Offline. An offline state is necessary, but it should reflect only iChat's state. If iChat (or some appropriate listener daemon) isn't active, you're Offline. Obviously, if your Mac is sleeping, or turned off, or not connected to the Internet, you'd also be in Offline mode. In an ideal world, you'd be able to set a message that would be displayed with your name in the Buddy Lists of others so you could relay appropriate information, such as "Flying to Chicago on US Air #763." If iChat can cache a buddy's icon and display that when he's Offline, it should be able to cache and display a custom message. Since this caching happens only on the client side, the message might not be accurate if both copies of iChat weren't online at the same time.
Away. In contrast to how things are now, Away should be a true Away, responding automatically to incoming messages with a canned response you set rather than allowing someone to send you messages without knowing if you're really away. You would either set Away manually or it would kick in automatically after the computer was idle for some period (assuming you don't want to advertise when you're Idle). A useful option would be to display the time since the Away state was set to tell others how long you'd been away.
Idle. Like Offline, Idle reflects the state of the Mac and isn't something you should be able to set, at least beyond the number of minutes before activation. Although I don't feel strongly about it, I can see an argument that Idle should optionally switch to Away after a specified amount of time or perhaps during certain hours of the day. After all, if you're in Available state when you leave your work Mac for the day, advertising your state as Away is more accurate than Idle, and the automatic response is more helpful than displaying the fact that you've been idle for 13 hours.
Available/Busy. The problem with iChat's Available state is that it doesn't let you set the privacy options at the same time; they're available only in the Preferences window, aren't easily changed, and aren't sufficiently specific. When you're available to chat, you're really saying, "I'm available to chat with the following people." That might be all people, anyone in your Buddy List, anyone in a specific group in your Buddy List, a single person, or absolutely no one. So, when you choose Available, you should also be able to choose, either via hierarchical menus or a second pop-up menu, the set of people for whom you're actually available. Those people would see your state as Available; everyone else would see it as Busy (think of the telephone metaphor again; it's a busy signal) and would receive an automated response if they tried to initiate a chat. It's still important that Available/Busy change (if the user wishes) to Idle after a user-specified time, since otherwise people can end up having one-sided chats, not realizing you stepped away from your desk.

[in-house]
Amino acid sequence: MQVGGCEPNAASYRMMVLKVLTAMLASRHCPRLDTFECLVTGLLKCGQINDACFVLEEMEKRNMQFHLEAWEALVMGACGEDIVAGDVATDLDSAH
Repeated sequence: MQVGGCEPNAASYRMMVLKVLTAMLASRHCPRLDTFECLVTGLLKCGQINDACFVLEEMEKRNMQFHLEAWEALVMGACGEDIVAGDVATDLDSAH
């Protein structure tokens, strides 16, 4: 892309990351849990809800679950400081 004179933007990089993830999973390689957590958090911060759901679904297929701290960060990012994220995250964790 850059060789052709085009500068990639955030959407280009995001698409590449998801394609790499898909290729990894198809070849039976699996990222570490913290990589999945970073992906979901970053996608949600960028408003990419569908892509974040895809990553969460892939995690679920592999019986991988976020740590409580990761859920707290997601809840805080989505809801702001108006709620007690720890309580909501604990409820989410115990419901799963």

This approach to Available/Busy is key, I think, since it lets you represent your willingness to chat in any way. It lets you be available to anyone if you're happy to chat with anyone who knows your screen name. If you're open to chatting but want to avoid messages from random unknown people, limiting it to your Buddy List makes sense. If you're working hard on a project with a group or an individual, you can ensure that no one else can interrupt you. And if you're concentrating hard and will be rude to anyone who interrupts, you can eliminate all disruptions while still being able to contact others.
The automatic response capability is also important, since it lets you explain why you're not accepting incoming messages, either because you're too busy or because you're actually away from the computer.
Automatic State Changes -- Another aspect of the difficulty of managing states is that it's hard to remember to update iChat whenever your willingness to chat changes. I often get snarky comments from people asking if I'm still eating lunch, for instance, if I forget to change my custom message.
Programs like iChatStatus can change your message to match things like the song iTunes is playing and the outside temperature, but apart from the scripts iChatStatus provides to report on your active application and interoperate with Salling Clicker and a Bluetooth phone to determine your proximity to the computer, most of them don't help you identify your true availability to others. I'd be interested to see software that would attempt to predict (perhaps with a training mode) how busy you were and create custom messages based on your activity level and type.
Other software, such as Parliant's PhoneValet, can tell when you're on the phone and switch your Away state to On the Phone; that's extremely helpful. I've also heard from people who dislike carrying on more than one chat at once; iChat could provide an option to block everyone but the person with whom you're chatting. iChat already does this when you're involved in an audio/video chat, where only one is possible at a time, so it doesn't seem like much of a stretch to extend the concept to text chats.
Technical Feasibility -- What I don't know, unfortunately, is how feasible these changes are. Some, such as a custom Offline message, a timer for Away, and the automatic response capability would seem relatively easy to add since only iChat is involved. (For instance, other instant messaging clients already offer the automatic response option.) It's possible, however, that Apple might not be able to offer a true Away or an Available state that toggles to Busy for those who aren't in the allowed group, given that iChat operates on the AIM network, which Apple doesn't control. My hope is, however, that whatever extensions Apple was able to make to allow custom messages in the current Available and Away modes could enable at least iChat participants to use these states with one another. It's possible things would break down when communicating with people using other AIM clients, although the automatic response feature might ameliorate any confusion.